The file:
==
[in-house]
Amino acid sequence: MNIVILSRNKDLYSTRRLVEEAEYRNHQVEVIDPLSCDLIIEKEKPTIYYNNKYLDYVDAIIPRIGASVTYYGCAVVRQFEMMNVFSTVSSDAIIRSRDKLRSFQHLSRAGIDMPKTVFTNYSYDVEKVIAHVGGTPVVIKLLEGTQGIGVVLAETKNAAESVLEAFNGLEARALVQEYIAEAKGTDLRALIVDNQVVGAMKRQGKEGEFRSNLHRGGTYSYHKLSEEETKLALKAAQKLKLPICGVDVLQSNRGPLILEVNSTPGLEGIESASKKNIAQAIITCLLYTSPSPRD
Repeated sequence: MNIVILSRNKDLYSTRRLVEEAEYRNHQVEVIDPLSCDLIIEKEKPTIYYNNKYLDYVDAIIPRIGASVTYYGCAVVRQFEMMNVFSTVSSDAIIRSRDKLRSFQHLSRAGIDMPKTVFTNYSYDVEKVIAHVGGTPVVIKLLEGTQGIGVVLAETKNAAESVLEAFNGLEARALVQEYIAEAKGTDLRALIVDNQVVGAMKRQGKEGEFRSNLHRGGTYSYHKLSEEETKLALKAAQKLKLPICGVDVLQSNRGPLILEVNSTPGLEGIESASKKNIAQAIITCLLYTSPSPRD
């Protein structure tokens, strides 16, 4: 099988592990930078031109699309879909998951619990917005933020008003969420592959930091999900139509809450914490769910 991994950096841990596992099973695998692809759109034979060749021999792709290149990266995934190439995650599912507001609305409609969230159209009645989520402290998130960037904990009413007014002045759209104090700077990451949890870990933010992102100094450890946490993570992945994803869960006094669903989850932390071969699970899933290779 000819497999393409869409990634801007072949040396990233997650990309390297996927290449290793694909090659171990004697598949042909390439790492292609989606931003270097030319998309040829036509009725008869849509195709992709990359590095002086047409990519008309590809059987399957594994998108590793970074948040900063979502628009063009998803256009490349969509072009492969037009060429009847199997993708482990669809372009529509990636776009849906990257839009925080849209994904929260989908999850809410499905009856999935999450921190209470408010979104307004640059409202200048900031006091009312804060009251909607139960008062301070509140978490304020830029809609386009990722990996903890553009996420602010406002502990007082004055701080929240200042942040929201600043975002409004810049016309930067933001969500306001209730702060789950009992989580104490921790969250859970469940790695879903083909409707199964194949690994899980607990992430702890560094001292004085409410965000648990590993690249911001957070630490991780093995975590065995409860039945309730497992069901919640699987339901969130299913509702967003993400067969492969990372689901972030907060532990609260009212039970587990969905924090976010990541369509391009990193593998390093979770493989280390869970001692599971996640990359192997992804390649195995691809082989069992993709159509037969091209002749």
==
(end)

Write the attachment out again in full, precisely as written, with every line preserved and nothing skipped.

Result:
[in-house]
Amino acid sequence: MNIVILSRNKDLYSTRRLVEEAEYRNHQVEVIDPLSCDLIIEKEKPTIYYNNKYLDYVDAIIPRIGASVTYYGCAVVRQFEMMNVFSTVSSDAIIRSRDKLRSFQHLSRAGIDMPKTVFTNYSYDVEKVIAHVGGTPVVIKLLEGTQGIGVVLAETKNAAESVLEAFNGLEARALVQEYIAEAKGTDLRALIVDNQVVGAMKRQGKEGEFRSNLHRGGTYSYHKLSEEETKLALKAAQKLKLPICGVDVLQSNRGPLILEVNSTPGLEGIESASKKNIAQAIITCLLYTSPSPRD
Repeated sequence: MNIVILSRNKDLYSTRRLVEEAEYRNHQVEVIDPLSCDLIIEKEKPTIYYNNKYLDYVDAIIPRIGASVTYYGCAVVRQFEMMNVFSTVSSDAIIRSRDKLRSFQHLSRAGIDMPKTVFTNYSYDVEKVIAHVGGTPVVIKLLEGTQGIGVVLAETKNAAESVLEAFNGLEARALVQEYIAEAKGTDLRALIVDNQVVGAMKRQGKEGEFRSNLHRGGTYSYHKLSEEETKLALKAAQKLKLPICGVDVLQSNRGPLILEVNSTPGLEGIESASKKNIAQAIITCLLYTSPSPRD
């Protein structure tokens, strides 16, 4: 099988592990930078031109699309879909998951619990917005933020008003969420592959930091999900139509809450914490769910 991994950096841990596992099973695998692809759109034979060749021999792709290149990266995934190439995650599912507001609305409609969230159209009645989520402290998130960037904990009413007014002045759209104090700077990451949890870990933010992102100094450890946490993570992945994803869960006094669903989850932390071969699970899933290779 000819497999393409869409990634801007072949040396990233997650990309390297996927290449290793694909090659171990004697598949042909390439790492292609989606931003270097030319998309040829036509009725008869849509195709992709990359590095002086047409990519008309590809059987399957594994998108590793970074948040900063979502628009063009998803256009490349969509072009492969037009060429009847199997993708482990669809372009529509990636776009849906990257839009925080849209994904929260989908999850809410499905009856999935999450921190209470408010979104307004640059409202200048900031006091009312804060009251909607139960008062301070509140978490304020830029809609386009990722990996903890553009996420602010406002502990007082004055701080929240200042942040929201600043975002409004810049016309930067933001969500306001209730702060789950009992989580104490921790969250859970469940790695879903083909409707199964194949690994899980607990992430702890560094001292004085409410965000648990590993690249911001957070630490991780093995975590065995409860039945309730497992069901919640699987339901969130299913509702967003993400067969492969990372689901972030907060532990609260009212039970587990969905924090976010990541369509391009990193593998390093979770493989280390869970001692599971996640990359192997992804390649195995691809082989069992993709159509037969091209002749």